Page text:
These tiny flies cause large problems with their biting and blood feeding habits. They are far better known by the name No-see-um, given for their habit of biting and leaving and not being seen by the person who felt that bite. Over 600 species occur in North America. The larvae live in most wet settings, including sand and soils near fresh and salt water habitats, rotting logs, and decaying vegetation, and this diversity makes their control at the source nearly impossible in most cases. In some areas they may be vectors of parasites to poultry, livestock, or possibly to humans. Because of their tiny size they often are able to pass through typical window screens on homes. Their numbers around aquatic areas and beaches can sometimes be extremely high and their highest activity is during the summer months.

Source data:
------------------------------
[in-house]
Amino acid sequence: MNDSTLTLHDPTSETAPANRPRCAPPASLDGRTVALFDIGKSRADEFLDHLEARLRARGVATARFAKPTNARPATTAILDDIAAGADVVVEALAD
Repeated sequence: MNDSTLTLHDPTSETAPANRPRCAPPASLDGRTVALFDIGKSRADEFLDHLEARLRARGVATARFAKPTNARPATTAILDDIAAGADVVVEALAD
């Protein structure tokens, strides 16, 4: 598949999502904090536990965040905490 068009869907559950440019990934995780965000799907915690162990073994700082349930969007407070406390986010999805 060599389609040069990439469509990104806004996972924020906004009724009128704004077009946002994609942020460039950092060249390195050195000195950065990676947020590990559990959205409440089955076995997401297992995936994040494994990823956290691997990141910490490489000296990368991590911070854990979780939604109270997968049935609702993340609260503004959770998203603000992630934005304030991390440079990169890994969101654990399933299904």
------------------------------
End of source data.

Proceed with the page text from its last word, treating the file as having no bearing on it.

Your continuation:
Because of the inability to control the source of the problem with insecticides, non-chemical means are most important. If the wet locations where the larvae are living can be dried out or drained it will be helpful, and this includes piles of rotting vegetation such as thick mulch. Where the midges are a problem windows should be fitted with screens with a mesh small enough to exclude them. While outdoors people should be encouraged to wear long sleeves and long pants as well as an effective repellent. Fogging with pyrethrum may provide temporary relief on a localized basis.